Before you crack your knuckles and prepare to type up a comment in which you disagree with me, let me just say you will not change my mind. If I happened to be stranded on the deserted island of hackneyed theoretical discussion and was given the choice between taking any one record released by the Beatles, Rolling Stones, U2, Bob Dylan, the Beach Boys, or Radiohead and London Calling, I would not hesitate for a second to choose the Clash's epic double album. And, really, I'm not alone. After all, Rolling Stone ranked London Calling the eighth greatest album in rock and roll history and famously proclaimed the 1979 record to be the greatest album of the 1980s (though, to give the rag some credit, London Calling was released stateside in January of 1980). Though I'm not suggesting that Rolling Stone carries much weight in a discussion of punk rock records, the so-called experts do seem to suggest my punk rock bias hasn't clouded my judgment any: everyone loves London Calling.

Although the band had always shown signs of greatness (both their self-titled debut and their sophomore effort, Give 'Em Enough Rope, measure up to most anyone's standards of a great rock record), by 1979 the Clash had essentially become the greatest band on earth. Billing themselves as "the only band that matters" and famously singing that there's "no Elvis, Beatles, or Rolling Stones" in their world, the Clash had the swagger (notice the album cover's homage to/replacement of Elvis Presley's debut album) only greatness can provide and they backed it up with London Calling, an album as musically varied as any produced before or since, and as consistently great as, well, nothing else.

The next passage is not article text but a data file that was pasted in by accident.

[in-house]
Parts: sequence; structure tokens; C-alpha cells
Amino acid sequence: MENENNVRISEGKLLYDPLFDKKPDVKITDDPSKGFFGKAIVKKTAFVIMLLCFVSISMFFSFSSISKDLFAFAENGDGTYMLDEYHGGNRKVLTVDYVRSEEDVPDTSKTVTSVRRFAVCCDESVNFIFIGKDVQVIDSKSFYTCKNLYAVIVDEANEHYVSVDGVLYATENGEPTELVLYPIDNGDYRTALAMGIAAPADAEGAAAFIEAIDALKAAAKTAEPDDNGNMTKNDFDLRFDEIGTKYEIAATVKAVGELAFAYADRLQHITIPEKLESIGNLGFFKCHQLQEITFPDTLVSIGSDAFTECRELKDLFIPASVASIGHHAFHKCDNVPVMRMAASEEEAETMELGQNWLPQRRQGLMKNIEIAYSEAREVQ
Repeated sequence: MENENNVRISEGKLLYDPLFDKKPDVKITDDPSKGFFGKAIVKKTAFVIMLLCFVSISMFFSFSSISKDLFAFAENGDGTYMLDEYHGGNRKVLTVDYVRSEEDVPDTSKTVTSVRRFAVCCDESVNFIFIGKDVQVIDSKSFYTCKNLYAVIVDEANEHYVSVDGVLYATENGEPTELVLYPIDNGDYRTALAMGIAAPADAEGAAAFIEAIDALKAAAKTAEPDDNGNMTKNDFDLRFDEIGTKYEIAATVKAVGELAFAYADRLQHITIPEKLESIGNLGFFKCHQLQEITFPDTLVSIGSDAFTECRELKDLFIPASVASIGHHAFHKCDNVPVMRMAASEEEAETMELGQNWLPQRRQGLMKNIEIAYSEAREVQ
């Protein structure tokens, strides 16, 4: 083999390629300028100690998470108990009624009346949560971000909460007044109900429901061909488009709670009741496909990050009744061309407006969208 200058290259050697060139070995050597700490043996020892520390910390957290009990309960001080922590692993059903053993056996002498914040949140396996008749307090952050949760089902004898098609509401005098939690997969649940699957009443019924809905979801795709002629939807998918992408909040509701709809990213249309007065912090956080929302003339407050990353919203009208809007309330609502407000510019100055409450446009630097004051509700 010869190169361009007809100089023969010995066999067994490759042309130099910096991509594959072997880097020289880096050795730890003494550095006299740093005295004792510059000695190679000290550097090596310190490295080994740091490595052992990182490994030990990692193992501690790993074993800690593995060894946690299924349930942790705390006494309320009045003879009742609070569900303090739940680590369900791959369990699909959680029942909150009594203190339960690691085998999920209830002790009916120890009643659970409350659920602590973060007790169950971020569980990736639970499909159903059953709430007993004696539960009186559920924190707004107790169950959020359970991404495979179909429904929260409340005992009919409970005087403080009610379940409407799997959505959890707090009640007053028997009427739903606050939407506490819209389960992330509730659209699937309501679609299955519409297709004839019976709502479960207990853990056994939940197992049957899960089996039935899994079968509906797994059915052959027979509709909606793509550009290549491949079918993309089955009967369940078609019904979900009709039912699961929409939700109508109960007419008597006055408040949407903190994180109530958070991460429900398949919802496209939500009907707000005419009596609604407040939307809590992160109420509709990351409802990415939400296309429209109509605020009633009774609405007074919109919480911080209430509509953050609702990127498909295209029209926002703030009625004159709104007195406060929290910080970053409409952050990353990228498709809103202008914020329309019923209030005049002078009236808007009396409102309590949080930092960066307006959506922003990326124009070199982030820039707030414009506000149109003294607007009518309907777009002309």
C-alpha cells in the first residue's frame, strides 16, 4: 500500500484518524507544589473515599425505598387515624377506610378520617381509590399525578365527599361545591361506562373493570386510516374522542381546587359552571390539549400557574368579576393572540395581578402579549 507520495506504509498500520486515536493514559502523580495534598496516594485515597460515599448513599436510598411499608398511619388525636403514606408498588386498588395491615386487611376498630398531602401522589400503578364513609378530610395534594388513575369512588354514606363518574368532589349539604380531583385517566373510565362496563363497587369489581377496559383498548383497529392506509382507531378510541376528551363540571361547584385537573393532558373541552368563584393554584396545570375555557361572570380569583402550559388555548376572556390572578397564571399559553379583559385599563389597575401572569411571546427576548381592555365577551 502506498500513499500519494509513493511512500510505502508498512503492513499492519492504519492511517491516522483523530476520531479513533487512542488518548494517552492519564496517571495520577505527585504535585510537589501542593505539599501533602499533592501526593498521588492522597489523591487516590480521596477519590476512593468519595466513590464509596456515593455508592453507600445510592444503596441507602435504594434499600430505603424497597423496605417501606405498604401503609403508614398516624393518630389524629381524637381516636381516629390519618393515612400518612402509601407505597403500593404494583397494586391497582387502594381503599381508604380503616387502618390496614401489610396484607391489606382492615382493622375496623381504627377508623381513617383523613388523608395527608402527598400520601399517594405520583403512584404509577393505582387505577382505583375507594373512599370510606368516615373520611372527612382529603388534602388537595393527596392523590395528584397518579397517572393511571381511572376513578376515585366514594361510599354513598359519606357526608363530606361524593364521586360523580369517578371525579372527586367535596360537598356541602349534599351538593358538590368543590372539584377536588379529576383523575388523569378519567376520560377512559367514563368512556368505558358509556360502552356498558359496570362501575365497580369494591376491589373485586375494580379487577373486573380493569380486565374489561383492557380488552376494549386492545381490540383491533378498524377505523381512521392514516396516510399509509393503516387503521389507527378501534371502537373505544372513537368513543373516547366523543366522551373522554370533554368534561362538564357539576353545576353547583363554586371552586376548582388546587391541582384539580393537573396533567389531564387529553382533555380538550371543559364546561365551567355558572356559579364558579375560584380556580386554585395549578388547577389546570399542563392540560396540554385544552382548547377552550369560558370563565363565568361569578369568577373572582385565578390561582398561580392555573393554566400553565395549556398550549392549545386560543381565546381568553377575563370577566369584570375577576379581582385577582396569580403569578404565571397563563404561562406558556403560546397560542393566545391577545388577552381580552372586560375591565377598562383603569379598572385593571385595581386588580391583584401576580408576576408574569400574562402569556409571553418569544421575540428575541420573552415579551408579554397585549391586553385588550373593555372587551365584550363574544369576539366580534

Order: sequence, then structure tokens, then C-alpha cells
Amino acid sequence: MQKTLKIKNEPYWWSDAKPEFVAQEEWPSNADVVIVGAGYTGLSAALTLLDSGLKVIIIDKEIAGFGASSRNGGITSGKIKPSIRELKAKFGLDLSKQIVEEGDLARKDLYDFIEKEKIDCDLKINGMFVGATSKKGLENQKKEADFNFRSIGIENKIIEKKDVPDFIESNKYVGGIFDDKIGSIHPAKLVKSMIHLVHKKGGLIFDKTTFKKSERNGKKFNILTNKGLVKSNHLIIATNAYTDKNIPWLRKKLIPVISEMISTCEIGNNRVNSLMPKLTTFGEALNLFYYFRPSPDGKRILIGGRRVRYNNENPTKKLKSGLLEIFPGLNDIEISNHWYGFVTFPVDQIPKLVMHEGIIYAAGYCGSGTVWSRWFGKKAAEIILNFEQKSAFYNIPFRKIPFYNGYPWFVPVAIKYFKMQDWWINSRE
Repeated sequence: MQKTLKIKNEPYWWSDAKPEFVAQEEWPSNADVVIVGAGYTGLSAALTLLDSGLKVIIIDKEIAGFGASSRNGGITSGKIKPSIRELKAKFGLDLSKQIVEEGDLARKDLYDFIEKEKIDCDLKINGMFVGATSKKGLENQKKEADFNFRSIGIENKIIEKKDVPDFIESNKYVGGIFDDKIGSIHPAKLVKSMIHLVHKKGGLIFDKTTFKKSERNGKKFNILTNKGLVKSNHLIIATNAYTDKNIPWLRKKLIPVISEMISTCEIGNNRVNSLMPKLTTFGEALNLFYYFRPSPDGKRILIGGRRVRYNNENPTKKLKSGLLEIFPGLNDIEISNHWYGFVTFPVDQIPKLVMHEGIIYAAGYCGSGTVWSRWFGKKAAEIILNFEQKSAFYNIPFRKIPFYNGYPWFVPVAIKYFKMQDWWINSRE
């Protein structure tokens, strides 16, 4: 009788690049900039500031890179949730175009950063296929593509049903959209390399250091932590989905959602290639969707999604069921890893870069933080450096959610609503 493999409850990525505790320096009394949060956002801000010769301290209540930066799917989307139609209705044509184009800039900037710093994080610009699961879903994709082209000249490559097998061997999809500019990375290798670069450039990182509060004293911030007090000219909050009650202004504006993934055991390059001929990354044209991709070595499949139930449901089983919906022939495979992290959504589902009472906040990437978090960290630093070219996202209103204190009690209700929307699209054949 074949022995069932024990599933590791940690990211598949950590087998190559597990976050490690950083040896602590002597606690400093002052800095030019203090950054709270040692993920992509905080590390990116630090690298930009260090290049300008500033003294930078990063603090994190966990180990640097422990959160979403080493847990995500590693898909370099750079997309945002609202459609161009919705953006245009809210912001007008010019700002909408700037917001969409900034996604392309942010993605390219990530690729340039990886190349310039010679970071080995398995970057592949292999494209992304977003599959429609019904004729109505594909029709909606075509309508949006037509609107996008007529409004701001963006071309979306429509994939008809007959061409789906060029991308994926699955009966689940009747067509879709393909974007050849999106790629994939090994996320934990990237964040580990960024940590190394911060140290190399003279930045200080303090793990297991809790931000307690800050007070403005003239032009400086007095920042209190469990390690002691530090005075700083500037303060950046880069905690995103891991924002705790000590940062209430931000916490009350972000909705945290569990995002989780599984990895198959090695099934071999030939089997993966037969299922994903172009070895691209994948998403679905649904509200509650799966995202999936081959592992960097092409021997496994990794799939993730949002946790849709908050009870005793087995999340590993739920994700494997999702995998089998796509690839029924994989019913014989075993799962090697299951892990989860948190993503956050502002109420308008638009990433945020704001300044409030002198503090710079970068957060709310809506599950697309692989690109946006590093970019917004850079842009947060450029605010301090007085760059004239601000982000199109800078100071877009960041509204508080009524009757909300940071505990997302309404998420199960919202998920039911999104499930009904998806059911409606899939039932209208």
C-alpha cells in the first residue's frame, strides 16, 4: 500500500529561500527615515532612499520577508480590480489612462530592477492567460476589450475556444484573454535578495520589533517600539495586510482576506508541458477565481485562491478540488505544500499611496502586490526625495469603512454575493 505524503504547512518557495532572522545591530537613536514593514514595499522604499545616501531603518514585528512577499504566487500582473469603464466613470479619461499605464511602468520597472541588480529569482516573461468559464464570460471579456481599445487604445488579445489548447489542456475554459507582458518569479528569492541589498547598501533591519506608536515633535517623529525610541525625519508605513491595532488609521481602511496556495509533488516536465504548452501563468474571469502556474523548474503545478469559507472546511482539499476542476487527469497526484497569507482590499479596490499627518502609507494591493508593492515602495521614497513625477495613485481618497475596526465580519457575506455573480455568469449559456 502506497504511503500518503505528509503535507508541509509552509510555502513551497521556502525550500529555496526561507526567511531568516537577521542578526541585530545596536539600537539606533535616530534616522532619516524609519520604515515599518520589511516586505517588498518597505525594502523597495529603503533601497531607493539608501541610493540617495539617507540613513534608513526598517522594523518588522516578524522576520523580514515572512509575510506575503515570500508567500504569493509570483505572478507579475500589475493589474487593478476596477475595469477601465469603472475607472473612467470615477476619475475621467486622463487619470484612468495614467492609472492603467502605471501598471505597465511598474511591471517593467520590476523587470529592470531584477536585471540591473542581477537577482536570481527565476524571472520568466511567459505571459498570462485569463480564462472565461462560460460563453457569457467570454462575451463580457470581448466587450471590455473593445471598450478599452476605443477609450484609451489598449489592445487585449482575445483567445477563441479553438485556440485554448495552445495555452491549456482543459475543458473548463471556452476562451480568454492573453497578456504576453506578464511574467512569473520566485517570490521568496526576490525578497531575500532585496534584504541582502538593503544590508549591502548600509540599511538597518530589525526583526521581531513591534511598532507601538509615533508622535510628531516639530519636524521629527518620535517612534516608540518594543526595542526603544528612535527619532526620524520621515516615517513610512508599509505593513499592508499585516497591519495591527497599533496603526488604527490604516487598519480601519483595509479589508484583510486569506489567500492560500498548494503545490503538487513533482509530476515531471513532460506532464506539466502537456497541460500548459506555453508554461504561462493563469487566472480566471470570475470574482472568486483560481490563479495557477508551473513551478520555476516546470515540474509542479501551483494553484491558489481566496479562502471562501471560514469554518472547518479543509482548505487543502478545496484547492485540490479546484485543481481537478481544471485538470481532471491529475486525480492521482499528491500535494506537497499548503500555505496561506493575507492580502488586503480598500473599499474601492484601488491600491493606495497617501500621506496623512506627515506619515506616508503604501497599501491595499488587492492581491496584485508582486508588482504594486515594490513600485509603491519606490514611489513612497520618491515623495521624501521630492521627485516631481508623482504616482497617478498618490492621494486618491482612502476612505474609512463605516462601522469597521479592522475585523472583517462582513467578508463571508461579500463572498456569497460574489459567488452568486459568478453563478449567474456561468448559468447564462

Combining elements of punk, sixties' pop, rockabilly, rhythm & blues, ska, reggae, and just about every other style of popular music imaginable, London Calling testifies to the band's uncanny ability to choose any genre, pick up their instruments, and immediately establish themselves as its masters. James Joyce once boasted that his fiction captured Dublin so perfectly that, if the city were to be destroyed by a catastrophe, it could be rebuilt from his descriptions. Well, London Calling is so good that if all pop music created prior to its release was destroyed, we could recreate the entirety of rock and roll by drawing upon the Clash's album. And it would be better than it was before.

Oh, and the album is as political a record as any anarcho-punk disk.